Terminus 0.4: Capybara for real browsers

As I occasionally mention, the original reason I built Faye was so I could control web browsers with Ruby. The end result was Terminus, a Capybara driver that controls real browsers. Since the last release, various improvements in Faye – including the extracted WebSocket module, removal of the Redis dependency and overall performance gains – have made various improvements to Terminus possible. Since Faye’s 0.8 release, I’ve been working on Terminus on-and-off and can now finally release version 0.4.

Terminus is a driver designed to control any browser on any device. To that end, this release adds support for the headless PhantomJS browser, as well as Android and IE8. In combination with the performance improvements, this makes Terminus a great option for headless and mobile testing. The interesting thing about Android and IE is that they do not support the document.evaluate() method for querying the DOM using XPath, and Capybara gives XPath queries to the driver to execute. In order to support these browsers, I had to write an XPath library, and in order to get that done quickly I wrote a PEG parser compiler. So that’s now three separate side projects that have sprung out of Terminus – talk about yak shaving.

But the big change in 0.4 is speed: Terminus 0.4 runs the Capybara test suite 3 to 5 times faster than 0.3 did. It does this using some trickery from Jon Leighton’s excellent Poltergeist dirver, which just got to 1.0. Here’s how Terminus usually talks to the browser: first, the browser connects to a running terminus server using Faye, and sends ping messages to advertise its presence:

        +---------+
        | Browser |
        +---------+
             |
             | ping
             V
        +---------+
        | Server  |
        +---------+

When you start your tests, the Terminus library connects to the server, discovers which browsers exist, and sends instructions to them. The browser executes the instructions and sends the results back to the Terminus library via the server.

        +---------+
        | Browser |
        +---------+
            ^  |
   commands |  | results
            |  V
        +---------+           +-------+
        | Server  |< -------->| Tests |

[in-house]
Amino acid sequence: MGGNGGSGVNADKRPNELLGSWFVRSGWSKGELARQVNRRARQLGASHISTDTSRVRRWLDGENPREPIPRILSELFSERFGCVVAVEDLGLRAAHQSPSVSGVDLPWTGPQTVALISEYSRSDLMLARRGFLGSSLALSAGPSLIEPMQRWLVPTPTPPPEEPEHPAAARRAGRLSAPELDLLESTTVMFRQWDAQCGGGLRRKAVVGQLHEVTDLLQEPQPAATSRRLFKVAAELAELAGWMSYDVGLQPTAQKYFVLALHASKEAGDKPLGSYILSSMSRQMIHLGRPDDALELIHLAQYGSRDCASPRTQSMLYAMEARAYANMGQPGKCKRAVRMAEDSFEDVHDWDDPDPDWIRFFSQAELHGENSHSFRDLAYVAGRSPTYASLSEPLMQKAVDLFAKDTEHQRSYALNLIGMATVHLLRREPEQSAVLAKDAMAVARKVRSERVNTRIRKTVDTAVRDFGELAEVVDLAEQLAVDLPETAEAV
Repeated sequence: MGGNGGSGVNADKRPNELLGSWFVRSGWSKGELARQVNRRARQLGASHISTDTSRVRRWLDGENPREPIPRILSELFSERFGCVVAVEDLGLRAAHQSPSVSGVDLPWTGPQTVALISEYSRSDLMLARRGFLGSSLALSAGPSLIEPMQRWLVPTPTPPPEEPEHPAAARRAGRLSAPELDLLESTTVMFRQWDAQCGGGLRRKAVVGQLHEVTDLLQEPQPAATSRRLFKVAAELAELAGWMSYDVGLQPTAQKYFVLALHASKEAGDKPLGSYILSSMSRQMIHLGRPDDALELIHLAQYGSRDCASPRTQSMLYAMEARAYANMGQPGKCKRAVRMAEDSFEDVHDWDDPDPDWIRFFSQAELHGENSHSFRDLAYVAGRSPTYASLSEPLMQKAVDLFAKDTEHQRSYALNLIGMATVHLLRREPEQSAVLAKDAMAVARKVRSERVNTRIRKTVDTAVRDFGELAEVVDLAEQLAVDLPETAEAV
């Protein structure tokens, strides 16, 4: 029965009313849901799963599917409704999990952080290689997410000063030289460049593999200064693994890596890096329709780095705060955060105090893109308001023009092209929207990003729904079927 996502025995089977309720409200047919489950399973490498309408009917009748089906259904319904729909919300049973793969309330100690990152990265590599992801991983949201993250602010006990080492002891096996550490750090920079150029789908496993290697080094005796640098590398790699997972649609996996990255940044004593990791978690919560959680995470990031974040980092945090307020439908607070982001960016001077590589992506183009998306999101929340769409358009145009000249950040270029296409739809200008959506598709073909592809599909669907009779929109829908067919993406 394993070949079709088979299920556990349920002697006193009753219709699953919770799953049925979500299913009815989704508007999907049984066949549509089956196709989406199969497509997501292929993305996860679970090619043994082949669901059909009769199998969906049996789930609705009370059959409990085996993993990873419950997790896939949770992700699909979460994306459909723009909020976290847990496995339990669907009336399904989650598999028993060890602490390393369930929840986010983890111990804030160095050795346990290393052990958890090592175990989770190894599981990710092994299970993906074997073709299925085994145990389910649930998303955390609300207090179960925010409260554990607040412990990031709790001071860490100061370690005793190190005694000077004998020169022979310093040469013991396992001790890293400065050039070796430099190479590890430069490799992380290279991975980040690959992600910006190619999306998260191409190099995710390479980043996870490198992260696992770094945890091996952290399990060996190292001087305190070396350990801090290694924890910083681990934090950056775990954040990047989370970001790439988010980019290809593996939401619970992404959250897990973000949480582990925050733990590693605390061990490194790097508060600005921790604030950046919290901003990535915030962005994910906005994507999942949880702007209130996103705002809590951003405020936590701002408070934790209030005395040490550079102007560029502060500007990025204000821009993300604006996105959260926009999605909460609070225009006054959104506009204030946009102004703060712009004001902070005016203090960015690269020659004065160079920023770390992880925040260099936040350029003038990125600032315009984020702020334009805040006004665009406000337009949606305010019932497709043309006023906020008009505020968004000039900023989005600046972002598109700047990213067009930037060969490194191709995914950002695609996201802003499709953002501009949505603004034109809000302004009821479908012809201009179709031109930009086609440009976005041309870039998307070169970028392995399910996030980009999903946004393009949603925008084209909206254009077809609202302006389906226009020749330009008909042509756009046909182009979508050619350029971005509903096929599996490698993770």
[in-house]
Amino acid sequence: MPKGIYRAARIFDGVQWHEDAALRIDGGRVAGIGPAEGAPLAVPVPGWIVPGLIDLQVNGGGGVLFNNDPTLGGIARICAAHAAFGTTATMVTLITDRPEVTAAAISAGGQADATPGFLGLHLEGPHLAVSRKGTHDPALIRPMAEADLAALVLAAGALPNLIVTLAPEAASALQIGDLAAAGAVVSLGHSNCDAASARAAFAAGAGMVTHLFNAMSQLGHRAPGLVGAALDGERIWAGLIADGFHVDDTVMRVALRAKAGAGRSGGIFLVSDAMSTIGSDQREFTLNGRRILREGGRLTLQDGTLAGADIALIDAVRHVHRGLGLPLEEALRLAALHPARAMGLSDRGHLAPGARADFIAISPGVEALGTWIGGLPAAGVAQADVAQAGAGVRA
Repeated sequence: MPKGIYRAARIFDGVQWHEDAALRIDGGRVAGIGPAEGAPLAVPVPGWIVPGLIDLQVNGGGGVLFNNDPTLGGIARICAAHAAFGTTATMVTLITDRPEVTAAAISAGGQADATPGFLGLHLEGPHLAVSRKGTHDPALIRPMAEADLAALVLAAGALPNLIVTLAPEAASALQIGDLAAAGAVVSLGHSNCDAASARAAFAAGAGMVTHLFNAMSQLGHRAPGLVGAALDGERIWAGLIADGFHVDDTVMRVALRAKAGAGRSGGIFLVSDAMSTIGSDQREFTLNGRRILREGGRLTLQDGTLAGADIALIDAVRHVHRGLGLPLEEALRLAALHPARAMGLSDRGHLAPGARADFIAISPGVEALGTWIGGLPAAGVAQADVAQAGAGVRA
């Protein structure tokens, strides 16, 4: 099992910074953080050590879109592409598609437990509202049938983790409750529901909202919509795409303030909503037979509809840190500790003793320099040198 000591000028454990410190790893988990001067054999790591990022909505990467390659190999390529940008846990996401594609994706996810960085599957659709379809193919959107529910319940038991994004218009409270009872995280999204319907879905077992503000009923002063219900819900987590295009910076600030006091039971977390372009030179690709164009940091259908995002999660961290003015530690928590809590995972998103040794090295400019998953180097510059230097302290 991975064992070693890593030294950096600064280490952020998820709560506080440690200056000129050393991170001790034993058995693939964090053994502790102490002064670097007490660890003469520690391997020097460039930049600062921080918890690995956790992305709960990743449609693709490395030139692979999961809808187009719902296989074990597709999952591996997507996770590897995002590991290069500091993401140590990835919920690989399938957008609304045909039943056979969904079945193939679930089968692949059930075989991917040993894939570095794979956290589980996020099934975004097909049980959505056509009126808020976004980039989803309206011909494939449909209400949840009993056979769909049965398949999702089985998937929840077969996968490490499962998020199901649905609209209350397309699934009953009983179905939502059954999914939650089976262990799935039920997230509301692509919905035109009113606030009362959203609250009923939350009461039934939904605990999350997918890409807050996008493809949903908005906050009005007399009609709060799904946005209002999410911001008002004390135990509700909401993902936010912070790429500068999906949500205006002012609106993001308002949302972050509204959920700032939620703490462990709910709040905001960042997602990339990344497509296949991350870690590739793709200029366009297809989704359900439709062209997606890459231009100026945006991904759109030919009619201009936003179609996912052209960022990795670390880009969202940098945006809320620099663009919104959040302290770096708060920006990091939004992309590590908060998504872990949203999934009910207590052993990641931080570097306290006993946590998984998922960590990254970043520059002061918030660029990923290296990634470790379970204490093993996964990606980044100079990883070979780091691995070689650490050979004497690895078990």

+---------+           +-------+

As you can guess, the overhead of two socket connections and a pub/sub messaging protocol makes this a little slow. This is where the Poltergeist trick comes in. If the browser supports WebSocket, the Terminus library will boot a blocking WebSocket server in your test process, and wait for the browser to connect to it. It can then use this socket to perform request/response to the browser – it sends a message over the socket and blocks until the browser sends a response. This turns out to be much faster than using Faye and running sleep() in a loop until a result arrives.

        +---------+
        | Browser |< -------------+
        +---------+               |
            ^  |                  | queries
   commands |  | results          |
            |  V                  V
        +---------+           +-------+
        | Server  |< -------->| Tests |
        +---------+           +-------+

The Faye connection is still used to advertise the browser’s existence and to bootstrap the connection, since it’s guaranteed to work whatever browser or network you’re on.

The cool thing about this is that Jon’s code reuses the Faye::WebSocket protocol parser, supporting both hixie-76 and hybi protocols, on a totally different I/O stack. Though Faye::WebSocket is written for EventMachine, I did try to keep the parser decoupled but had never actually tried to use it elsewhere, so it’s really nice to see it used like this.

Anyway, if you’re curious about Terminus you can find out more on the website.

If you’ve enjoyed this article, you might enjoy my recently published book JavaScript Testing Recipes. It’s full of simple techniques for writing modular, maintainable JavaScript apps in the browser and on the server.